In graduate school, we spend our time working toward the finish line of becoming a psychologist, a feat that occasionally seems impossible. And when the finish line is finally crossed, it seems understandable that some ECPs, including myself, are left wondering, “So… now what?” Like a two-act play, I had broken down my life into two parts: Act One—the graduate school phase, and Act Two—everything else that would come after. My post-graduate school professional identity became filled with all of the goals and dreams I created and held on to while I pushed through the countless obstacles and challenges. Navigating one’s professional and personal identity as an ECP is a common challenge (Green & Hawley, 2009). Left to my own devices, without the structure and direction of graduate school, I had created an ECP identity for myself in which I envisioned accomplishing all of my professional plans at the very start of my career. Needless to say, I quickly realized I had not only taken on more than I could reasonably handle, but I was rapidly on my way to developing some serious professional burnout.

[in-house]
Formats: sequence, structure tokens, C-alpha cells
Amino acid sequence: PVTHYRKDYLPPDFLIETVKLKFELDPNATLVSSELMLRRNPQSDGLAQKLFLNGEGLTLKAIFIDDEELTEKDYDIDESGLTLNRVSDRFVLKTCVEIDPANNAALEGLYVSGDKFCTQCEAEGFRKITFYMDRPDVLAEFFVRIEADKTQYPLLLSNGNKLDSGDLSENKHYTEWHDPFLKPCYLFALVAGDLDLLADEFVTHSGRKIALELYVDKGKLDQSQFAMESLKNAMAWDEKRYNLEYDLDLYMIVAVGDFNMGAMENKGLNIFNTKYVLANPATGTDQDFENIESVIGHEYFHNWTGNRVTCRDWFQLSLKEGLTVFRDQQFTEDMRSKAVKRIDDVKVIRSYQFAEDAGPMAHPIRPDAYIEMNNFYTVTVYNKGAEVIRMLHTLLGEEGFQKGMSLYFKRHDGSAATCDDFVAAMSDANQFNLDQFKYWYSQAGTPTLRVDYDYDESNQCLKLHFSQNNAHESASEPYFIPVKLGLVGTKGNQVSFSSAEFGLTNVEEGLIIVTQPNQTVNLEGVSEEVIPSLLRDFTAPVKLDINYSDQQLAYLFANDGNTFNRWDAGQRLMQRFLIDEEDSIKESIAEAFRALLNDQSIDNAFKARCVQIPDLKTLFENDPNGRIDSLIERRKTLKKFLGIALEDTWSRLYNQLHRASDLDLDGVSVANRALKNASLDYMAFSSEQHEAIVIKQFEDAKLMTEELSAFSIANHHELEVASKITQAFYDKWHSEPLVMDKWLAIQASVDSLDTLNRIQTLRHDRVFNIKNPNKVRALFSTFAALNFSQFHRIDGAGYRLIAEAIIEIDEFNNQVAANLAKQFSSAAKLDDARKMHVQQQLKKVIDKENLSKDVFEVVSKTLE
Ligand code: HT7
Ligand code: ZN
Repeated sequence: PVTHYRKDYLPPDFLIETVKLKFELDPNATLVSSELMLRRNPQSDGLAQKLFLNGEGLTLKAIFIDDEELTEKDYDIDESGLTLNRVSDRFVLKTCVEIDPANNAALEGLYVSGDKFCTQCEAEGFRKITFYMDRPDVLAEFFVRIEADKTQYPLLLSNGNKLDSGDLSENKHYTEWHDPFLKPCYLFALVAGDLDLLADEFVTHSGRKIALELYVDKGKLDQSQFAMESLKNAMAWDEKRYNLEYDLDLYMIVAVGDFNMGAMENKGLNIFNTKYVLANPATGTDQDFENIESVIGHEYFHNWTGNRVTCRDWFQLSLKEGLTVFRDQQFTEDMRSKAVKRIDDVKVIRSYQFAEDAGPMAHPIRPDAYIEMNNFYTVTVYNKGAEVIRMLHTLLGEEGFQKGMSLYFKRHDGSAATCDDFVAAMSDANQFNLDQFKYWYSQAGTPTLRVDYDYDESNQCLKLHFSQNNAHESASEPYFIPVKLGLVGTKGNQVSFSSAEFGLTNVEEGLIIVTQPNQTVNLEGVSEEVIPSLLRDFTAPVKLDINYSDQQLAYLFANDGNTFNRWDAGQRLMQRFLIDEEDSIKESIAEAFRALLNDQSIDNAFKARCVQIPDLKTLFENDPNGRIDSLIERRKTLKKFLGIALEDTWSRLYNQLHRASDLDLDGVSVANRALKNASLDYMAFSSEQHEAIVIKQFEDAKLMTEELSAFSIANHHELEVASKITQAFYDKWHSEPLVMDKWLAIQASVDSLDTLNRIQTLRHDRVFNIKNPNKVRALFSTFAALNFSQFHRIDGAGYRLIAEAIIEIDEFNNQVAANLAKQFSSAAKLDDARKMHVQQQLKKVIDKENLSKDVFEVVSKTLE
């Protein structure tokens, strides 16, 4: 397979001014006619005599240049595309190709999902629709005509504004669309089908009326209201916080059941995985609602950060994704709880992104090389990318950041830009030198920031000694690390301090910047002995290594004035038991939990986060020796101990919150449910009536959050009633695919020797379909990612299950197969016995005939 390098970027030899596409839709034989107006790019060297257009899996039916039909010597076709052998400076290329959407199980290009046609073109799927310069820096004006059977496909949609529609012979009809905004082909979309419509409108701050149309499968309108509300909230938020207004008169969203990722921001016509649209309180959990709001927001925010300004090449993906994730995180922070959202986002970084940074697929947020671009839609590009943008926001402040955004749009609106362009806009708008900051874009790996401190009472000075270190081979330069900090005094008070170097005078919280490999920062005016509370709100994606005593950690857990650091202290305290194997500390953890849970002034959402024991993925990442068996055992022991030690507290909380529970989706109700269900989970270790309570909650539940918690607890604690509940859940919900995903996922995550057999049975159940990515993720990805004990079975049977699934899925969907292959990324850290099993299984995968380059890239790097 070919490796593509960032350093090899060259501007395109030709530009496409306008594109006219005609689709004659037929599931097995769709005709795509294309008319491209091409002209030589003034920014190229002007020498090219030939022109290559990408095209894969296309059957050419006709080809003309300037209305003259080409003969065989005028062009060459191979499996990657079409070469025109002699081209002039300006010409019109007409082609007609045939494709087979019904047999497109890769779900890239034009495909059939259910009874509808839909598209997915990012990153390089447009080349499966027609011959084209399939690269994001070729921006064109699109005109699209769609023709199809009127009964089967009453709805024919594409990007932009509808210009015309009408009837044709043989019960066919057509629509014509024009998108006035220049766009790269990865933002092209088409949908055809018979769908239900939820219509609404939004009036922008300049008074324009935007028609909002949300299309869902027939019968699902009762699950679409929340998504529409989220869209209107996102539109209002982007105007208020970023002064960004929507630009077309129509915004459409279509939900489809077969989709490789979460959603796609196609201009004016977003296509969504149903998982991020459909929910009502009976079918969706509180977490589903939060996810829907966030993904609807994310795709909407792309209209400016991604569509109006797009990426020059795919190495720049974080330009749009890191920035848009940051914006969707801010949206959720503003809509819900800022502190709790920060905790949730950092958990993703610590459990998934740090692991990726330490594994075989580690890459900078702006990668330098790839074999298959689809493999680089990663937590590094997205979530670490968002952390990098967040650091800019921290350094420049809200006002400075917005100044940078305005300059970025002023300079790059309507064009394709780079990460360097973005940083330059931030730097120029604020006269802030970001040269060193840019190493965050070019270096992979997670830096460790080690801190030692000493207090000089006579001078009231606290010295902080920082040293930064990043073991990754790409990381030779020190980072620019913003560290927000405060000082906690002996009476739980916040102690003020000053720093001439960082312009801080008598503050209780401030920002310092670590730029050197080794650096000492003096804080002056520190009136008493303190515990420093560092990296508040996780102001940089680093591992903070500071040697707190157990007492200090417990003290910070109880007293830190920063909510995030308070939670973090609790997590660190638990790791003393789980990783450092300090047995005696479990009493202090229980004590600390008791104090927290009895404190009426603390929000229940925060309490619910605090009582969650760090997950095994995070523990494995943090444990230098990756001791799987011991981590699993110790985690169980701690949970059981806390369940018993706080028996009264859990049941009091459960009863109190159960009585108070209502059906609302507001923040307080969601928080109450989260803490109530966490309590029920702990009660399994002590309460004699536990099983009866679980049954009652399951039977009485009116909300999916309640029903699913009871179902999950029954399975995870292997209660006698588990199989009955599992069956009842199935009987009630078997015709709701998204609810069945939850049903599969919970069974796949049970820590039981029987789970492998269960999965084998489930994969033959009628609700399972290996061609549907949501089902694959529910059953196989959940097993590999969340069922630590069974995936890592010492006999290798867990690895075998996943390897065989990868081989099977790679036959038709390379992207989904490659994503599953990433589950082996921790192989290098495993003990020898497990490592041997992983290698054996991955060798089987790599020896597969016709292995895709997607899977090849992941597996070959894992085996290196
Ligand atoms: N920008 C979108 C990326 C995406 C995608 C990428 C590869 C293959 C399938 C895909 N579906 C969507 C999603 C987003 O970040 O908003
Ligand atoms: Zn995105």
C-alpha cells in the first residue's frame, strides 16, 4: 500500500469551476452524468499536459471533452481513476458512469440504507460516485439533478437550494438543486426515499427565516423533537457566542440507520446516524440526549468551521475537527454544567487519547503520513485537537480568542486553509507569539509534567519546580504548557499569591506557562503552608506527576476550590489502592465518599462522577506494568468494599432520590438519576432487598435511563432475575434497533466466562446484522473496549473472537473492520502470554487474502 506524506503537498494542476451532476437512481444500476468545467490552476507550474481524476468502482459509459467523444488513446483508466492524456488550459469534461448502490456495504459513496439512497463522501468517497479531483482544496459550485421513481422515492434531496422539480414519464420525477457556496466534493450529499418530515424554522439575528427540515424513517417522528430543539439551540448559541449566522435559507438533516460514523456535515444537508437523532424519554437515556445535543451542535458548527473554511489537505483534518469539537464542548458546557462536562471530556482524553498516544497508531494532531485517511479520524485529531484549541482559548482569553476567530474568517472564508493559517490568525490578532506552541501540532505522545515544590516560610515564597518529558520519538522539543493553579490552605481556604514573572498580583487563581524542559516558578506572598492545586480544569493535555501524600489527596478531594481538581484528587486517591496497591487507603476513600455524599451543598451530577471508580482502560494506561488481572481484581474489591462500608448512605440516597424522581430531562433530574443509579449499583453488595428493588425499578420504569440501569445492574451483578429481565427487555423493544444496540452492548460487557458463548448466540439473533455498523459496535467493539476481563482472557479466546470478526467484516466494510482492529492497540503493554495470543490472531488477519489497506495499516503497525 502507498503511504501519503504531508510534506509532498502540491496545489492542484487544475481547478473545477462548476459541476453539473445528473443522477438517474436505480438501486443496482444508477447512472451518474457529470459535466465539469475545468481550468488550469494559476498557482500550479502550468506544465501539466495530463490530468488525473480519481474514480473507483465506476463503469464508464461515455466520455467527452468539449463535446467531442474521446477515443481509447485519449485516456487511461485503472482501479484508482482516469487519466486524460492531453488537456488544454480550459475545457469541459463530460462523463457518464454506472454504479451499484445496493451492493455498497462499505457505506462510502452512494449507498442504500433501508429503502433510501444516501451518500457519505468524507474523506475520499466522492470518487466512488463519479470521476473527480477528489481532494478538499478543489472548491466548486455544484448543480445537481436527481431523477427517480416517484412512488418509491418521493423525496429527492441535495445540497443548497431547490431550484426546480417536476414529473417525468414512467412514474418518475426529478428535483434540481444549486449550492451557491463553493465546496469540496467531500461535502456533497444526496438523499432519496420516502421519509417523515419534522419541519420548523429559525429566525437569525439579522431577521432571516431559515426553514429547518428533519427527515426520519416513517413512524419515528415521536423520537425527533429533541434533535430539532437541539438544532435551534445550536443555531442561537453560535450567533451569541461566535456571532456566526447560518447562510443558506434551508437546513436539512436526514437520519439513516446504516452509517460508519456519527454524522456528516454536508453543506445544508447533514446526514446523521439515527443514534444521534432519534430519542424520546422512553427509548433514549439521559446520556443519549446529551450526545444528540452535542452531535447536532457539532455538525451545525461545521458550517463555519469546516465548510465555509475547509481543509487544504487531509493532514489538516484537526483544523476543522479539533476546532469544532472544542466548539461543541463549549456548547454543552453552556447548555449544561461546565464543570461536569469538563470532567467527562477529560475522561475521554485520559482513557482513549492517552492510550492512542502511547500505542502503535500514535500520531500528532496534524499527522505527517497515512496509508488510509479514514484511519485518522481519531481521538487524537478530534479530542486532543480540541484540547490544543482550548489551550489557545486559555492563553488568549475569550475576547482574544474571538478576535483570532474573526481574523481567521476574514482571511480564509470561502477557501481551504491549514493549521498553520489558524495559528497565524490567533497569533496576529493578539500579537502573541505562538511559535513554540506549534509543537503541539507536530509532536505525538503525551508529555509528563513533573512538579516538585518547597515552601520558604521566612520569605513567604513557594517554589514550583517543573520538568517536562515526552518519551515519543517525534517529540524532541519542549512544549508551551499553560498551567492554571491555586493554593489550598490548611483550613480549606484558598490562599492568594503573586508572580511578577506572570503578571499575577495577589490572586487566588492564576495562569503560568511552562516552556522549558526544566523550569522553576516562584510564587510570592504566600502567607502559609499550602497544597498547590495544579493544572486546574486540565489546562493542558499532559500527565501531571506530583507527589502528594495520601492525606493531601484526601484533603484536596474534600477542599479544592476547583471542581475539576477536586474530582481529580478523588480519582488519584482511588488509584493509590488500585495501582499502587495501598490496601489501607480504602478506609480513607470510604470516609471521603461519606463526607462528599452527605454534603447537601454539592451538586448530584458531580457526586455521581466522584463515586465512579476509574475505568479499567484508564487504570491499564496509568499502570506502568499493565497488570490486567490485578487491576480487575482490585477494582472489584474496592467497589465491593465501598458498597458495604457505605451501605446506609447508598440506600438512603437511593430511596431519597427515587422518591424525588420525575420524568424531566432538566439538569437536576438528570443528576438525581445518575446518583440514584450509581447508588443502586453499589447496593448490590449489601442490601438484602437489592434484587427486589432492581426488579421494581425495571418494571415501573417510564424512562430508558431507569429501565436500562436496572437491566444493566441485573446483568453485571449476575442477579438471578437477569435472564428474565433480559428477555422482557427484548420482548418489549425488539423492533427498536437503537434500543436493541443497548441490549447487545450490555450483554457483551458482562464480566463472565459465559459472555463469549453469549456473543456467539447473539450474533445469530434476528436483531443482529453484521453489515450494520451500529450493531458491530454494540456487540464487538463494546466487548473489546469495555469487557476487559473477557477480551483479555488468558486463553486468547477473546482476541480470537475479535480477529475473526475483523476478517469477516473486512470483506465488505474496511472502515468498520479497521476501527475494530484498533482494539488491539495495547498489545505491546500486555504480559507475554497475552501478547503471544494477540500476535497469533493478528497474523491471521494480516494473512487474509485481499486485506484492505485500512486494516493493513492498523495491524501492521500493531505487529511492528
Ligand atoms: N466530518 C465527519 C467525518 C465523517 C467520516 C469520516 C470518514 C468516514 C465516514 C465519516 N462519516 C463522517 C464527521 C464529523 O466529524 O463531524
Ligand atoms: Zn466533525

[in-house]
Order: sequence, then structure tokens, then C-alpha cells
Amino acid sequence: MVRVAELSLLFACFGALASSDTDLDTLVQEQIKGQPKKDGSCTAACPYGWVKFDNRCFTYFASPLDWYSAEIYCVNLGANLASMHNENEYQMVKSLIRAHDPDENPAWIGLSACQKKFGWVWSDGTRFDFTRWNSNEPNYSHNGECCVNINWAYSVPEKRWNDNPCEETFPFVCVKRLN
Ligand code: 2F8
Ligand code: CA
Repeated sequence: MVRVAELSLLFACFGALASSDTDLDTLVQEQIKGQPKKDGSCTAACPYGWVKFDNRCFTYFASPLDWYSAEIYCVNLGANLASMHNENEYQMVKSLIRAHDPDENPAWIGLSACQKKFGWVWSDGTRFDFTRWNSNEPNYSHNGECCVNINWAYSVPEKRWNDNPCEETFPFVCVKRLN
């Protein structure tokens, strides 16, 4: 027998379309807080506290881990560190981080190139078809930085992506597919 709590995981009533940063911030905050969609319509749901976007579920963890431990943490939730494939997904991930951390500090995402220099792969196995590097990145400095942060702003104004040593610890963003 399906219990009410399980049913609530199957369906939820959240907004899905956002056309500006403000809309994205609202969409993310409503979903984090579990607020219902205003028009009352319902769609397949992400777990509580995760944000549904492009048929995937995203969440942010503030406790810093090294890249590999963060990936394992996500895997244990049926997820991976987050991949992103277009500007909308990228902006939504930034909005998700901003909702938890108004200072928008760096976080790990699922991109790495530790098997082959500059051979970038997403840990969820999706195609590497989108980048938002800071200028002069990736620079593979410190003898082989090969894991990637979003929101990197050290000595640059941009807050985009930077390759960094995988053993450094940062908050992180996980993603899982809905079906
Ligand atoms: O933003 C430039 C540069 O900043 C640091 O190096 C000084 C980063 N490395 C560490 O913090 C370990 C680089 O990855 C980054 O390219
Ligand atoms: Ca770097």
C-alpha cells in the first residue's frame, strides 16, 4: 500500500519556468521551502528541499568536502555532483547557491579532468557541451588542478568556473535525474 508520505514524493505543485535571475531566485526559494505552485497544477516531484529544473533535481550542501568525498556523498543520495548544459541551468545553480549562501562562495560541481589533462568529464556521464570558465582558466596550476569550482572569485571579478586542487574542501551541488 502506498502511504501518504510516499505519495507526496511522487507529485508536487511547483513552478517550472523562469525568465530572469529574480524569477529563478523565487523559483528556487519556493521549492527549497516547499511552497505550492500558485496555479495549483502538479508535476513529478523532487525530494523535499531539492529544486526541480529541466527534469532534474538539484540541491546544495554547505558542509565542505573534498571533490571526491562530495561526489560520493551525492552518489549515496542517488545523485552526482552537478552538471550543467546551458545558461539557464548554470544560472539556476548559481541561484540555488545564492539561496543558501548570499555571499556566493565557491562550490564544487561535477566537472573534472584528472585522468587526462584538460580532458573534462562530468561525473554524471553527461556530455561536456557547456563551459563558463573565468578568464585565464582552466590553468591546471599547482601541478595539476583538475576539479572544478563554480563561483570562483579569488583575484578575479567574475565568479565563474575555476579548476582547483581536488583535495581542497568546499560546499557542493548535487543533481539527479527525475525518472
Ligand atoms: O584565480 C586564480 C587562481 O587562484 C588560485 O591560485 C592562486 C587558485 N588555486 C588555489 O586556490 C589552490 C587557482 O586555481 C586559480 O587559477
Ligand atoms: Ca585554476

In my work with college students, I often find myself encouraging them, particularly incoming freshman, to practice patience and self-compassion towards the challenge of adjusting to a new environment and phase of life. I now see how I neglected to consider that for myself, as I transitioned from graduate student to ECP. One of the many benefits of our field is the opportunity to take on a variety of different roles and positions. What I have come to learn, however, is that I do not need to try out or pursue all of these roles and positions right now—and some of these may never be a good fit for me. My professional career is a lifelong journey that requires, in addition to planning, patience, flexibility, and openness to embracing that which is unexpected and unplanned. This was a hard lesson for someone like me who, thus far, had thrived on being a planner. What has allowed me to let go of the strict plans I set for myself, at this stage of my career, was rewriting my definition of my ECP identity to better reflect my values, self-care, and the reality of the graduate-student-to-ECP transition.